THE EDITOR: The withdrawal of the umbrella bodies of the trade unions from the National Tripartite Advisory Council (NTAC) has been brought once more into the spotlight, given the earnest pleas of Deborah Thomas-Felix, President of the Industrial Court, for the social partners (government, employers and labour) to get their act together and seek to reap the enormous benefits that are available via the mechanism of a properly functioning national tripartite body.
Of course, Thomas-Felix is quite correct in her assessment of this matter.
TT has since independence, often enough, established such a mechanism but all such arrangements have ended disastrously. As in the current case, the foundation was not properly laid and the edifice soon crumbled. If we are truly committed to having a properly functioning NTAC, then we should "make haste slowly" and, therefore, take a step backward before moving forward.
In my view, the Government should request the assistance of the International Labour Organization (ILO), via its sub-regional office here in Port of Spain, to get one or more of its experts on this subject matter to facilitate discussions at a symposium/seminar for the social partners on the requirements/prerequisites for a properly functioning national tripartite body, including the benefits and limitations of such a body.
From my cursory analysis based on the information available in the local news media, it seems the social partners are not all on the same page. Each social partner has a different perspective as to how the body should function.
That needs to be resolved by the ILO given, among other things, the "best practices" or "good practices" available from countries that have effective/properly functioning national tripartite bodies. That would go a long way towards addressing any unrealistic expectations of the social partners.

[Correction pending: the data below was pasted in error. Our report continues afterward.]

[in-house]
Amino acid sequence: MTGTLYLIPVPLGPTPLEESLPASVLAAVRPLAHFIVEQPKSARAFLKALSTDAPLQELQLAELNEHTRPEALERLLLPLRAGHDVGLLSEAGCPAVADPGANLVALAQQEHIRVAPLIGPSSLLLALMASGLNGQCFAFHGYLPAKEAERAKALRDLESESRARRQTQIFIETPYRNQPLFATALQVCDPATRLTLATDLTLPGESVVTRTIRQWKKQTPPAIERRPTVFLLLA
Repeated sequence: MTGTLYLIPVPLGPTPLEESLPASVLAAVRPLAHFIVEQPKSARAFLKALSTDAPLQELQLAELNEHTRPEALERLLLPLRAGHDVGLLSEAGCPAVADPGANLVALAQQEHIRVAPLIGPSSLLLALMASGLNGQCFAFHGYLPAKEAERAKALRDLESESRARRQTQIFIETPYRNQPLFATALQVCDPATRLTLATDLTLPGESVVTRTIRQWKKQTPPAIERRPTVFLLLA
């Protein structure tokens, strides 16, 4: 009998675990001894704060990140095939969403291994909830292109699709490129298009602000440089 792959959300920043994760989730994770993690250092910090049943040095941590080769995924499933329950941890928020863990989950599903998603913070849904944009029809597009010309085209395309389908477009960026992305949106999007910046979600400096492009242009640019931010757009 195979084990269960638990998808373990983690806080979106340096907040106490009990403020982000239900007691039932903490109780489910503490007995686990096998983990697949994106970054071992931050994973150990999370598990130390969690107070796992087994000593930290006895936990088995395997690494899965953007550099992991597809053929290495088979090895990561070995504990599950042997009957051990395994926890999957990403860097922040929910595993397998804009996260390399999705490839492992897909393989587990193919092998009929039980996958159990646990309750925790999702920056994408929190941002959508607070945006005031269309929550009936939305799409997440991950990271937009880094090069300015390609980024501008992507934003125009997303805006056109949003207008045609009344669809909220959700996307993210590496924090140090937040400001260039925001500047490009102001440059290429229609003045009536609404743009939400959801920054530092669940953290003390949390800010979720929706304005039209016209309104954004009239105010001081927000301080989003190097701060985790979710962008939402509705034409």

Moreover, subsequent to the hosting of the symposium, the ILO experts should assist in the drafting of the relevant documents outlining, among other things, the rules of engagement so that the social partners have a clear understanding of their roles and functions, and the remit of NTAC.
The ILO experts could also arrange for some of the countries which have had success stories to share their experiences, good and bad, in a virtual setting at the symposium.
But even before the ILO experts address the more immediate concerns related to the national tripartite body, they ought to address the issue of the mistrust of the parties towards each other since the work of NTAC could be severely hampered if such mistrust was allowed to persist. Accordingly, the ILO experts have to embark on some trust-building exercises with the social partners.
The social partners do not have to reinvent the wheel for there to be a successful national tripartite body in TT, given global "best practices" and the expertise available via the ILO. However, they may need to reinvent themselves.
In this context, the social partners need to do some introspection and discard deeply entrenched patterns of behaviour and values that are anachronistic in today's world and, therefore, need to be changed for better options.
The ILO experts can also assist in this regard. However, those people familiar with substance abuse therapy know that you first have to admit to yourself that you have a problem before you can honestly be receptive to suggestions geared towards solving the problem.
The ILO experts, even after all the preliminary work has been done – in respect of the revitalisation/relaunch of NTAC – should have a continuing role in the supervision of NTAC's work and be available, at least virtually, for consultations/advice. The countries with best practices should also be utilised as a source of such consultations/advice.
I humbly recommend my suggestions as the way forward for NTAC.
LOUIS W WILLIAMS